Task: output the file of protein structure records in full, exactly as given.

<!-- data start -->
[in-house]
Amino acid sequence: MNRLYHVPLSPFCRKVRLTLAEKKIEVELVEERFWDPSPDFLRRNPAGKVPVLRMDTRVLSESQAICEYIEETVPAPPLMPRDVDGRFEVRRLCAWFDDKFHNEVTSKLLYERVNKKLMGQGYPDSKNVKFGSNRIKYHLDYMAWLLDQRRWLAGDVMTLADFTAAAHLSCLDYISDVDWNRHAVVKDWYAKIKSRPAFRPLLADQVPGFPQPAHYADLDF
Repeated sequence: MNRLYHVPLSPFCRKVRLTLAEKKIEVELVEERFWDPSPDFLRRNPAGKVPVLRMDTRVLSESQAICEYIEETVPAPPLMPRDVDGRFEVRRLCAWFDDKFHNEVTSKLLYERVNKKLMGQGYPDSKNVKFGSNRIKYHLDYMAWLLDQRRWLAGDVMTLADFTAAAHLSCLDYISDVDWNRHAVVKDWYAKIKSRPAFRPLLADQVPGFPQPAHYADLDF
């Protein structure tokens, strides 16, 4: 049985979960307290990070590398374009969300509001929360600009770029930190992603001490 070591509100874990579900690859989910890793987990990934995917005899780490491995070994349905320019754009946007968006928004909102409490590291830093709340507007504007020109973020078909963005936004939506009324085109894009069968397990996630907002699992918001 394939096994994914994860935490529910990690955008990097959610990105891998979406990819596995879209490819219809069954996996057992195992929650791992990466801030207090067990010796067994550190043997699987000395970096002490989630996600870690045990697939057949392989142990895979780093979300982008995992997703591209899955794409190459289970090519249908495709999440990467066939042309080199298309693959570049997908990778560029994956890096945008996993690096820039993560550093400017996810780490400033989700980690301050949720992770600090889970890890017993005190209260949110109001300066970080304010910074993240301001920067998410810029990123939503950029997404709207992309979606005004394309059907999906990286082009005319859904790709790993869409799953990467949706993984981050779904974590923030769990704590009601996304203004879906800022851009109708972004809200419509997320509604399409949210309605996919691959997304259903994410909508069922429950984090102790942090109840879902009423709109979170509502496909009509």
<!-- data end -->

[in-house]
Amino acid sequence: MNRLYHVPLSPFCRKVRLTLAEKKIEVELVEERFWDPSPDFLRRNPAGKVPVLRMDTRVLSESQAICEYIEETVPAPPLMPRDVDGRFEVRRLCAWFDDKFHNEVTSKLLYERVNKKLMGQGYPDSKNVKFGSNRIKYHLDYMAWLLDQRRWLAGDVMTLADFTAAAHLSCLDYISDVDWNRHAVVKDWYAKIKSRPAFRPLLADQVPGFPQPAHYADLDF
Repeated sequence: MNRLYHVPLSPFCRKVRLTLAEKKIEVELVEERFWDPSPDFLRRNPAGKVPVLRMDTRVLSESQAICEYIEETVPAPPLMPRDVDGRFEVRRLCAWFDDKFHNEVTSKLLYERVNKKLMGQGYPDSKNVKFGSNRIKYHLDYMAWLLDQRRWLAGDVMTLADFTAAAHLSCLDYISDVDWNRHAVVKDWYAKIKSRPAFRPLLADQVPGFPQPAHYADLDF
């Protein structure tokens, strides 16, 4: 049985979960307290990070590398374009969300509001929360600009770029930190992603001490 070591509100874990579900690859989910890793987990990934995917005899780490491995070994349905320019754009946007968006928004909102409490590291830093709340507007504007020109973020078909963005936004939506009324085109894009069968397990996630907002699992918001 394939096994994914994860935490529910990690955008990097959610990105891998979406990819596995879209490819219809069954996996057992195992929650791992990466801030207090067990010796067994550190043997699987000395970096002490989630996600870690045990697939057949392989142990895979780093979300982008995992997703591209899955794409190459289970090519249908495709999440990467066939042309080199298309693959570049997908990778560029994956890096945008996993690096820039993560550093400017996810780490400033989700980690301050949720992770600090889970890890017993005190209260949110109001300066970080304010910074993240301001920067998410810029990123939503950029997404709207992309979606005004394309059907999906990286082009005319859904790709790993869409799953990467949706993984981050779904974590923030769990704590009601996304203004879906800022851009109708972004809200419509997320509604399409949210309605996919691959997304259903994410909508069922429950984090102790942090109840879902009423709109979170509502496909009509």